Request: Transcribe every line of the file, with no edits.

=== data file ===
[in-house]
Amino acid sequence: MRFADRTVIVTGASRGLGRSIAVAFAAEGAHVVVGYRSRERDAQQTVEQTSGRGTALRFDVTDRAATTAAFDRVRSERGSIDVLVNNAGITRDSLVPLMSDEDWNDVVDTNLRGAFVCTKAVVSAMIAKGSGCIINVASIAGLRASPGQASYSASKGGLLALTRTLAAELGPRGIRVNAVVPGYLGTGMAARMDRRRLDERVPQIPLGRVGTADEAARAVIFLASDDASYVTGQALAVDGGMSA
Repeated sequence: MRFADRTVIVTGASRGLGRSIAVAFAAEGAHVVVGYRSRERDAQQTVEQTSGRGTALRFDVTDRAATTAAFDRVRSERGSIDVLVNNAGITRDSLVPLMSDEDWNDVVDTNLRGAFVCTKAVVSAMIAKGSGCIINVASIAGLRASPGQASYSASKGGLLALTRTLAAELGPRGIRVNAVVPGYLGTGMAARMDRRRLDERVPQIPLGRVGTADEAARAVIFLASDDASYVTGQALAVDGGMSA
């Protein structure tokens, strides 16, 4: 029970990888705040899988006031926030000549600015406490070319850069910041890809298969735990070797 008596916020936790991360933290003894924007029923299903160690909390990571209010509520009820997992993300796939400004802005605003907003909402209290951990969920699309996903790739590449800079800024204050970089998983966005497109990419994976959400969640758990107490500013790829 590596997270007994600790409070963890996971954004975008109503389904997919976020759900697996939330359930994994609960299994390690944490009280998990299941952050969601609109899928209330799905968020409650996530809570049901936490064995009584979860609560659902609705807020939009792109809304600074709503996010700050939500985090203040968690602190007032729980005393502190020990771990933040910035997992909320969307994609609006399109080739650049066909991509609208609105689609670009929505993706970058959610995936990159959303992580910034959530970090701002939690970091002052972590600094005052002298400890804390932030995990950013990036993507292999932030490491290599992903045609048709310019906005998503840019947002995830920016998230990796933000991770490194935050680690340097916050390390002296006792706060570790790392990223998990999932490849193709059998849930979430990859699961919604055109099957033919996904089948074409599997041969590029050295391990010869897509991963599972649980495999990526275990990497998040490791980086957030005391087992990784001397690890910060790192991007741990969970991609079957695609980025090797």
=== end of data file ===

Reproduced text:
[in-house]
Amino acid sequence: MRFADRTVIVTGASRGLGRSIAVAFAAEGAHVVVGYRSRERDAQQTVEQTSGRGTALRFDVTDRAATTAAFDRVRSERGSIDVLVNNAGITRDSLVPLMSDEDWNDVVDTNLRGAFVCTKAVVSAMIAKGSGCIINVASIAGLRASPGQASYSASKGGLLALTRTLAAELGPRGIRVNAVVPGYLGTGMAARMDRRRLDERVPQIPLGRVGTADEAARAVIFLASDDASYVTGQALAVDGGMSA
Repeated sequence: MRFADRTVIVTGASRGLGRSIAVAFAAEGAHVVVGYRSRERDAQQTVEQTSGRGTALRFDVTDRAATTAAFDRVRSERGSIDVLVNNAGITRDSLVPLMSDEDWNDVVDTNLRGAFVCTKAVVSAMIAKGSGCIINVASIAGLRASPGQASYSASKGGLLALTRTLAAELGPRGIRVNAVVPGYLGTGMAARMDRRRLDERVPQIPLGRVGTADEAARAVIFLASDDASYVTGQALAVDGGMSA
């Protein structure tokens, strides 16, 4: 029970990888705040899988006031926030000549600015406490070319850069910041890809298969735990070797 008596916020936790991360933290003894924007029923299903160690909390990571209010509520009820997992993300796939400004802005605003907003909402209290951990969920699309996903790739590449800079800024204050970089998983966005497109990419994976959400969640758990107490500013790829 590596997270007994600790409070963890996971954004975008109503389904997919976020759900697996939330359930994994609960299994390690944490009280998990299941952050969601609109899928209330799905968020409650996530809570049901936490064995009584979860609560659902609705807020939009792109809304600074709503996010700050939500985090203040968690602190007032729980005393502190020990771990933040910035997992909320969307994609609006399109080739650049066909991509609208609105689609670009929505993706970058959610995936990159959303992580910034959530970090701002939690970091002052972590600094005052002298400890804390932030995990950013990036993507292999932030490491290599992903045609048709310019906005998503840019947002995830920016998230990796933000991770490194935050680690340097916050390390002296006792706060570790790392990223998990999932490849193709059998849930979430990859699961919604055109099957033919996904089948074409599997041969590029050295391990010869897509991963599972649980495999990526275990990497998040490791980086957030005391087992990784001397690890910060790192991007741990969970991609079957695609980025090797």